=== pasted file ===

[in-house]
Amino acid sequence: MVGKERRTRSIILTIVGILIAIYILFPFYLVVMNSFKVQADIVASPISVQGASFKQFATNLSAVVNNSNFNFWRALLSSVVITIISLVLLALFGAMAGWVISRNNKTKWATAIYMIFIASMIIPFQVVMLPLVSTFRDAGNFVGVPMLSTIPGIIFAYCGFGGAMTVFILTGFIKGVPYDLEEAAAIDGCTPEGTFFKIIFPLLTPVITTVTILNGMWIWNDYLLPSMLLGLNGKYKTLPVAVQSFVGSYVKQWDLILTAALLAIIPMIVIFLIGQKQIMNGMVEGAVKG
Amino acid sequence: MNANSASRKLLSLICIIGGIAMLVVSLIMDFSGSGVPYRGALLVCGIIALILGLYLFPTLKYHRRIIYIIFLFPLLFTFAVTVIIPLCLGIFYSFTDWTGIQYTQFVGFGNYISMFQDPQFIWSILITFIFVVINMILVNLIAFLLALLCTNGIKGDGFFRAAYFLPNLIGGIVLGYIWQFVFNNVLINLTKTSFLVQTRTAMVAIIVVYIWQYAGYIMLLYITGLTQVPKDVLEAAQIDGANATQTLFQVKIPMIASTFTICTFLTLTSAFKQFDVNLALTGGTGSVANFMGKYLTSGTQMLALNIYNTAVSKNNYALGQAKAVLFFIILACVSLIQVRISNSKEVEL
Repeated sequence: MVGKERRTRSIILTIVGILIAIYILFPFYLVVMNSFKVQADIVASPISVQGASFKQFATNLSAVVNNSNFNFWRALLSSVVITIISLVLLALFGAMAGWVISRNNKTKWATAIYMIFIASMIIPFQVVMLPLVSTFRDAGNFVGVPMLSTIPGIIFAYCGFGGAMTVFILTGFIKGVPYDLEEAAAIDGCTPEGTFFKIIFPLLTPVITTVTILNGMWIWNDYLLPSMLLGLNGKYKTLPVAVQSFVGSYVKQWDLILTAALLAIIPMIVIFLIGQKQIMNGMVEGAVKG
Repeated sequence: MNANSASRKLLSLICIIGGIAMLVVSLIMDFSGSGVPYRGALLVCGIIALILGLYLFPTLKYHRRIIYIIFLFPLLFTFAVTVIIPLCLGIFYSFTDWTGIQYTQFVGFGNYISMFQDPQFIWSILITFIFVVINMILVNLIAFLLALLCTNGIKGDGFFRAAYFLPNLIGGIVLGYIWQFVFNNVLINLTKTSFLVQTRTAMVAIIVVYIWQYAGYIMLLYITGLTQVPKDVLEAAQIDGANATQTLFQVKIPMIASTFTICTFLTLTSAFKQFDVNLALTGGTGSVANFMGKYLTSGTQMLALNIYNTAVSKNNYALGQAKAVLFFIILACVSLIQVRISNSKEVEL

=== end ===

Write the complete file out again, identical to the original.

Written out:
[in-house]
Amino acid sequence: MVGKERRTRSIILTIVGILIAIYILFPFYLVVMNSFKVQADIVASPISVQGASFKQFATNLSAVVNNSNFNFWRALLSSVVITIISLVLLALFGAMAGWVISRNNKTKWATAIYMIFIASMIIPFQVVMLPLVSTFRDAGNFVGVPMLSTIPGIIFAYCGFGGAMTVFILTGFIKGVPYDLEEAAAIDGCTPEGTFFKIIFPLLTPVITTVTILNGMWIWNDYLLPSMLLGLNGKYKTLPVAVQSFVGSYVKQWDLILTAALLAIIPMIVIFLIGQKQIMNGMVEGAVKG
Amino acid sequence: MNANSASRKLLSLICIIGGIAMLVVSLIMDFSGSGVPYRGALLVCGIIALILGLYLFPTLKYHRRIIYIIFLFPLLFTFAVTVIIPLCLGIFYSFTDWTGIQYTQFVGFGNYISMFQDPQFIWSILITFIFVVINMILVNLIAFLLALLCTNGIKGDGFFRAAYFLPNLIGGIVLGYIWQFVFNNVLINLTKTSFLVQTRTAMVAIIVVYIWQYAGYIMLLYITGLTQVPKDVLEAAQIDGANATQTLFQVKIPMIASTFTICTFLTLTSAFKQFDVNLALTGGTGSVANFMGKYLTSGTQMLALNIYNTAVSKNNYALGQAKAVLFFIILACVSLIQVRISNSKEVEL
Repeated sequence: MVGKERRTRSIILTIVGILIAIYILFPFYLVVMNSFKVQADIVASPISVQGASFKQFATNLSAVVNNSNFNFWRALLSSVVITIISLVLLALFGAMAGWVISRNNKTKWATAIYMIFIASMIIPFQVVMLPLVSTFRDAGNFVGVPMLSTIPGIIFAYCGFGGAMTVFILTGFIKGVPYDLEEAAAIDGCTPEGTFFKIIFPLLTPVITTVTILNGMWIWNDYLLPSMLLGLNGKYKTLPVAVQSFVGSYVKQWDLILTAALLAIIPMIVIFLIGQKQIMNGMVEGAVKG
Repeated sequence: MNANSASRKLLSLICIIGGIAMLVVSLIMDFSGSGVPYRGALLVCGIIALILGLYLFPTLKYHRRIIYIIFLFPLLFTFAVTVIIPLCLGIFYSFTDWTGIQYTQFVGFGNYISMFQDPQFIWSILITFIFVVINMILVNLIAFLLALLCTNGIKGDGFFRAAYFLPNLIGGIVLGYIWQFVFNNVLINLTKTSFLVQTRTAMVAIIVVYIWQYAGYIMLLYITGLTQVPKDVLEAAQIDGANATQTLFQVKIPMIASTFTICTFLTLTSAFKQFDVNLALTGGTGSVANFMGKYLTSGTQMLALNIYNTAVSKNNYALGQAKAVLFFIILACVSLIQVRISNSKEVEL